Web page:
FRANKFORT – Kentucky lawmakers heard testimony today on how first responders across the state have held up during COVID-19.
“Our EMS agencies have struggled with a multitude of challenges,” said Michael Poynter, executive director of the Kentucky Board of Emergency Medical Services. He was testifying before the Interim Joint Committee on Veterans, Military Affairs and Public Protection.
Poynter rattled off the challenges. They include employees unable to work due to quarantine, shortages of personal protective equipment and the additional costs of it all. Many of the challenges were echoed by representatives for firefighters, the Kentucky Fraternal Order of Police and Kentucky State Police – all of whom testified at the meeting.
Poynter said 1,714 EMS workers in Kentucky had to quarantine or isolate at some point during the pandemic. Financial challenges also plague EMS – particularly in rural areas, he said.
“The federal government should review the cost of the emergent, urgent and preventive care provided by EMS and include reimbursement for treatment in place, transport to alternate designations, telemedicine facilitation and community paramedicine,” he said.
John Beatsch, president of the Kentucky Firefighters Association, testified that COVID-19 caused more than financial difficulties for first responders. He said it caused an emotional hardship.
“Volunteers stop wanting to make runs,” he said. “They felt like it was too dangerous. Many volunteers left their fire departments because of the situation. They just didn’t want to have to deal with it. They didn’t want to take the possibility of being quarantined and having to lose work from their actual job.”
Sen. Stephen Meredith, R-Leitchfield, asked what lawmakers could do to assist in the recruitment and retention of firefighters. Beatsch said more money for recruitment would help.
Rep. Ashley Tackett Laferty, D-Martin, said she had previously filed bills that would have given a $1,000 tax credit to volunteer firefighters who are state certified. Beatsch said that would be a big help in recruitment and retention.
“Currently, I don’t think there is very much of any reward for being a volunteer firefighter other than the personal reward of helping your community,” Beatsch said. He added the only recognition volunteers get now is a firefighter’s license plate that costs more money than a regular plate.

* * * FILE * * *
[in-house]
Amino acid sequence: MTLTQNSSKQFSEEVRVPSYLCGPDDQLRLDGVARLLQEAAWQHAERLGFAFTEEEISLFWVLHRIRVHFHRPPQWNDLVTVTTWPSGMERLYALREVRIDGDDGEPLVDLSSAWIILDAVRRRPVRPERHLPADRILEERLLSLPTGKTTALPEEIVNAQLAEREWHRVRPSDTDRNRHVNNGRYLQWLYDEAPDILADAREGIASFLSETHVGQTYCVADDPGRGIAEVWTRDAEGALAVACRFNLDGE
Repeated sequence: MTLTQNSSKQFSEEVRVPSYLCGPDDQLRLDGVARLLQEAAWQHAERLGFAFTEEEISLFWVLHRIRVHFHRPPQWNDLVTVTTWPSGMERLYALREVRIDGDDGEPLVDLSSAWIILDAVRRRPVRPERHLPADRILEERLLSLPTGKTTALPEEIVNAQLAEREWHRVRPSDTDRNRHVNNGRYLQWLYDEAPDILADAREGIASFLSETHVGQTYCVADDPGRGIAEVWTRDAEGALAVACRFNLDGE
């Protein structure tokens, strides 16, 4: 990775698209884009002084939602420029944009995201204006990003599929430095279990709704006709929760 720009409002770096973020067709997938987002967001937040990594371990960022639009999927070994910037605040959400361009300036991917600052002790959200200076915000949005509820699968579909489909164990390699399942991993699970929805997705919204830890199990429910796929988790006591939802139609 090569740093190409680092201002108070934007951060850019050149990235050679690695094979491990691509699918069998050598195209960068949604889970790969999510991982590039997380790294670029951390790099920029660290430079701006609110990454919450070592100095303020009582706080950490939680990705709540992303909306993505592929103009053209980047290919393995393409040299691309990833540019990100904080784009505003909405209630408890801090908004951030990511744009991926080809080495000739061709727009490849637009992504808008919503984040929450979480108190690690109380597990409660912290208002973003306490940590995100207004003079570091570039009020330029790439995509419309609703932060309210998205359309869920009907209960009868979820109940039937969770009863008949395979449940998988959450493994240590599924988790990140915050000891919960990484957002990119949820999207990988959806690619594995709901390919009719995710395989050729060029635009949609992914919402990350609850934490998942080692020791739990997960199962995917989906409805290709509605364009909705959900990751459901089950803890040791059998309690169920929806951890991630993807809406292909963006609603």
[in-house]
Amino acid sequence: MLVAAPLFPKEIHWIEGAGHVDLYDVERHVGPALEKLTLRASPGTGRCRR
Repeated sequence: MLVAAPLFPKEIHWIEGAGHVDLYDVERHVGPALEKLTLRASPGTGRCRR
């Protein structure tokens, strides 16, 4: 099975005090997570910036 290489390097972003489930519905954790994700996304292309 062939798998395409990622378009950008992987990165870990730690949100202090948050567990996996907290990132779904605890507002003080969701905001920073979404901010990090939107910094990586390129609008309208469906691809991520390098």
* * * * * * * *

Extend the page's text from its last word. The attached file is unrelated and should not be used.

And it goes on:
Sen. Robby Mills, R-Henderson, said he supports the tax credit.
Rep. Mark Hart, R-Falmouth, said he would like to see state funding for personal protective equipment. “Without that, firefighters can’t even do the job they are willing to volunteer to do,” said Hart, a former professional firefighter.
Rep. John Blanton, R-Salyersville, said he would like to change a state regulation that prohibits convicted felons from becoming members of volunteer fire departments. “I understand the reason behind that,” said Blanton, a retired state trooper. “But I’m also a believer of second chances. Every felony is different. Some people actually do reform.”
He said local volunteer fire departments should be allowed to make those decisions on an individual basis.
Kentucky State Police Commissioner Col. Phillip Burnett Jr. testified that recruiting and retention is also a problem for his agency. He said there were 1,009 troopers in 2006. Today, the number stands at about 740.
“The key to that is significant pay raises to be competitive with other agencies throughout Kentucky,” Burnett said in reference to increasing retention rates. “The thing that is really discouraging is that we are averaging about 5.8 resignations a month since Jan. 1 of this year.”
Ryan Straw, government affairs director of the Kentucky Fraternal Order of Police, testified that as of yesterday, 901 law enforcement personnel in Kentucky have been exposed to COVID-19. Six have died.
“Clearly, COVID has not spared law enforcement,” Straw said. “Given the new Delta variant, we know there is a good chance law enforcement officers will join the public in increased cases amongst our ranks.”